“My loyal associates,” the voice resounded again. “I hired them as hatchlings. They reason well, but still need a few centuries to learn.”
Euclid remained perplexed. “Who are you? How can you speak English?”
The sea of letters receded, and out of the center of the structure emerged the largest tortoise Euclid had ever seen – also completely blue – also in a black overcoat, except with ornate ruffles around the neck, limbs, and shell. He sat on a colossal, four-meter-tall throne, wrought from millions of tiny fibers that nonetheless buoyed his massive frame. A comparatively small table floated in front of him, filled with several dishes of giant leaves folded into elaborate designs. The alien’s eyes regarded Euclid with a superior but also inexhaustibly patient gaze.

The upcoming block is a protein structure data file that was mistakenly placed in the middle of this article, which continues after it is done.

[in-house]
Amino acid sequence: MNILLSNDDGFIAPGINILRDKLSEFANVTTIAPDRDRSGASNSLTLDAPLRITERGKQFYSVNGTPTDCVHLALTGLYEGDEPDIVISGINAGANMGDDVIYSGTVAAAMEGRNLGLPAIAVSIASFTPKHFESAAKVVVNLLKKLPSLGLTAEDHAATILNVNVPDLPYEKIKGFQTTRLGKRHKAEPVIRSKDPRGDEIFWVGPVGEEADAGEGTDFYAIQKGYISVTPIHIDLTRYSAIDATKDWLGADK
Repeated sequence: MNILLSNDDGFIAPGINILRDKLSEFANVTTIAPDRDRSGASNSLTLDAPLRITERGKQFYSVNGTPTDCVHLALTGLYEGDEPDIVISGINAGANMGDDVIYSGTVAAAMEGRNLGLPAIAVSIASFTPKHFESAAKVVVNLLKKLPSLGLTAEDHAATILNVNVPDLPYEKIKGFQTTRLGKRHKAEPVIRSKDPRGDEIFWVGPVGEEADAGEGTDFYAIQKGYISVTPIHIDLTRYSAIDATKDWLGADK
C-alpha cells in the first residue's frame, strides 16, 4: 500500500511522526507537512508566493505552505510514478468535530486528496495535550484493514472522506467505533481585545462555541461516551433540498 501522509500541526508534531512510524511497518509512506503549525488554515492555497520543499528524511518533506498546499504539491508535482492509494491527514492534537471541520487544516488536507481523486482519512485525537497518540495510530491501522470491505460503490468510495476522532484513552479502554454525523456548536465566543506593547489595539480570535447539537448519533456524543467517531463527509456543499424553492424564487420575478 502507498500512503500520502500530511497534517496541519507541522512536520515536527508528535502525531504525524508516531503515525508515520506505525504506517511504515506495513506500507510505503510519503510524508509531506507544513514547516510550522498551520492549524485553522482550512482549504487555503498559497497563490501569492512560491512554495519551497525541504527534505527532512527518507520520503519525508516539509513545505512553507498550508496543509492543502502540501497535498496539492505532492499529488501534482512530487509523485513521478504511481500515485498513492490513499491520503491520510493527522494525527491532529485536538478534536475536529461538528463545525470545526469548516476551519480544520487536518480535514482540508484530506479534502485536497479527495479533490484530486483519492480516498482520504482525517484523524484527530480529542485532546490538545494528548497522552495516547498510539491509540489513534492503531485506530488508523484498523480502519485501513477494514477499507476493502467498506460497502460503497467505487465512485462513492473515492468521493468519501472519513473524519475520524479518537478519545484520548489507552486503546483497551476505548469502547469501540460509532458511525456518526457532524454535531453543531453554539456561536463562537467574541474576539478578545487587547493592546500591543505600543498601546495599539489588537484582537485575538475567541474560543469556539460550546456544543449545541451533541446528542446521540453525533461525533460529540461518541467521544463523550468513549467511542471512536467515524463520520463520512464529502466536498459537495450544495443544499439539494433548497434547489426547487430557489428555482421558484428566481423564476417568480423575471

“You stand before Turtor the Old, Grand Galactic Actuary, Ratemaker of the Milky Way. For my analytical and data-gathering capabilities, renowned throughout the civilized universe, the absorption of your primitive Earth languages is but a moment’s afterthought – and I have long observed your species and its myriad perplexing exemplars.”
“Grand Galactic… Actuary?”
Euclid paused to think. It occurred to him that Turtor and his associates must be products of convergent evolution – unrelated to the tortoises of Earth but simply similar in their biological structures. They must have emerged on another world where slow, herbivorous, non-senescing terrestrial reptiles became the dominant life forms instead of primates. Euclid wondered what sort of world it must have been. A perpetually warm one, with plenty of plants? No predators? Ample space and time to deliberate?